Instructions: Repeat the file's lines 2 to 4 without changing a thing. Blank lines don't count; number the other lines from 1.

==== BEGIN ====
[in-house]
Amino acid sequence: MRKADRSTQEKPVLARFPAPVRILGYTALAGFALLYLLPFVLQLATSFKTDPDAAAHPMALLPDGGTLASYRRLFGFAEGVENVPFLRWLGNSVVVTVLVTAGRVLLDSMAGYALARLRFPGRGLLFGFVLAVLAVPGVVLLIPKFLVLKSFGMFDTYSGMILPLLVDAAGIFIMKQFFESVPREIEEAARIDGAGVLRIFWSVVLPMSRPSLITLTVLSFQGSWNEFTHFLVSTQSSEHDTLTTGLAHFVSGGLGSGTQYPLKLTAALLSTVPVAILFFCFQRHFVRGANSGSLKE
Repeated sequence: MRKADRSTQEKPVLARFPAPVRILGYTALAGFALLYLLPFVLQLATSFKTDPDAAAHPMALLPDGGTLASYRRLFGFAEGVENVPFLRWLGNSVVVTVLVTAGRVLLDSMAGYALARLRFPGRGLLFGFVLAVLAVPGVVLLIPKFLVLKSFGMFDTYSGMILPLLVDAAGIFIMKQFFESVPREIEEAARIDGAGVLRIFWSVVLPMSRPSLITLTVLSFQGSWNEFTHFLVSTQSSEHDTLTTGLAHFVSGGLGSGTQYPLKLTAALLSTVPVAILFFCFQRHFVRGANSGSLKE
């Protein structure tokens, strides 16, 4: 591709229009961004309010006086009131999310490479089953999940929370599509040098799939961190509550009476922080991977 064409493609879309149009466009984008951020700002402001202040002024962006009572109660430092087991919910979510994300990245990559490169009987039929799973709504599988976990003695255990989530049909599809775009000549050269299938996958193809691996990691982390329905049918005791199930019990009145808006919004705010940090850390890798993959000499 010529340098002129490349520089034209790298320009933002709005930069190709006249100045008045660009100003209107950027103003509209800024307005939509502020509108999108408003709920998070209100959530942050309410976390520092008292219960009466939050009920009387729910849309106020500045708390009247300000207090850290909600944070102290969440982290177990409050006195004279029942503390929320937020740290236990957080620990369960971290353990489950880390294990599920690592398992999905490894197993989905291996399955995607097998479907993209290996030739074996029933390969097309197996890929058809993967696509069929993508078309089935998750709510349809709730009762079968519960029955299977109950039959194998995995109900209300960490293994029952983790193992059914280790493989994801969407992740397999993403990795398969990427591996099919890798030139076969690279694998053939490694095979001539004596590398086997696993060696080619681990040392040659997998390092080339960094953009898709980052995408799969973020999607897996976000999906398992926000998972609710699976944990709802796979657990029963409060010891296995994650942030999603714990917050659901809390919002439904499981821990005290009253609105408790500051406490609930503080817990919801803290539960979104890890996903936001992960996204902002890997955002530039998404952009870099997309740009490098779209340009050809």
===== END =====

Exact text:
Amino acid sequence: MRKADRSTQEKPVLARFPAPVRILGYTALAGFALLYLLPFVLQLATSFKTDPDAAAHPMALLPDGGTLASYRRLFGFAEGVENVPFLRWLGNSVVVTVLVTAGRVLLDSMAGYALARLRFPGRGLLFGFVLAVLAVPGVVLLIPKFLVLKSFGMFDTYSGMILPLLVDAAGIFIMKQFFESVPREIEEAARIDGAGVLRIFWSVVLPMSRPSLITLTVLSFQGSWNEFTHFLVSTQSSEHDTLTTGLAHFVSGGLGSGTQYPLKLTAALLSTVPVAILFFCFQRHFVRGANSGSLKE
Repeated sequence: MRKADRSTQEKPVLARFPAPVRILGYTALAGFALLYLLPFVLQLATSFKTDPDAAAHPMALLPDGGTLASYRRLFGFAEGVENVPFLRWLGNSVVVTVLVTAGRVLLDSMAGYALARLRFPGRGLLFGFVLAVLAVPGVVLLIPKFLVLKSFGMFDTYSGMILPLLVDAAGIFIMKQFFESVPREIEEAARIDGAGVLRIFWSVVLPMSRPSLITLTVLSFQGSWNEFTHFLVSTQSSEHDTLTTGLAHFVSGGLGSGTQYPLKLTAALLSTVPVAILFFCFQRHFVRGANSGSLKE
């Protein structure tokens, strides 16, 4: 591709229009961004309010006086009131999310490479089953999940929370599509040098799939961190509550009476922080991977 064409493609879309149009466009984008951020700002402001202040002024962006009572109660430092087991919910979510994300990245990559490169009987039929799973709504599988976990003695255990989530049909599809775009000549050269299938996958193809691996990691982390329905049918005791199930019990009145808006919004705010940090850390890798993959000499 010529340098002129490349520089034209790298320009933002709005930069190709006249100045008045660009100003209107950027103003509209800024307005939509502020509108999108408003709920998070209100959530942050309410976390520092008292219960009466939050009920009387729910849309106020500045708390009247300000207090850290909600944070102290969440982290177990409050006195004279029942503390929320937020740290236990957080620990369960971290353990489950880390294990599920690592398992999905490894197993989905291996399955995607097998479907993209290996030739074996029933390969097309197996890929058809993967696509069929993508078309089935998750709510349809709730009762079968519960029955299977109950039959194998995995109900209300960490293994029952983790193992059914280790493989994801969407992740397999993403990795398969990427591996099919890798030139076969690279694998053939490694095979001539004596590398086997696993060696080619681990040392040659997998390092080339960094953009898709980052995408799969973020999607897996976000999906398992926000998972609710699976944990709802796979657990029963409060010891296995994650942030999603714990917050659901809390919002439904499981821990005290009253609105408790500051406490609930503080817990919801803290539960979104890890996903936001992960996204902002890997955002530039998404952009870099997309740009490098779209340009050809």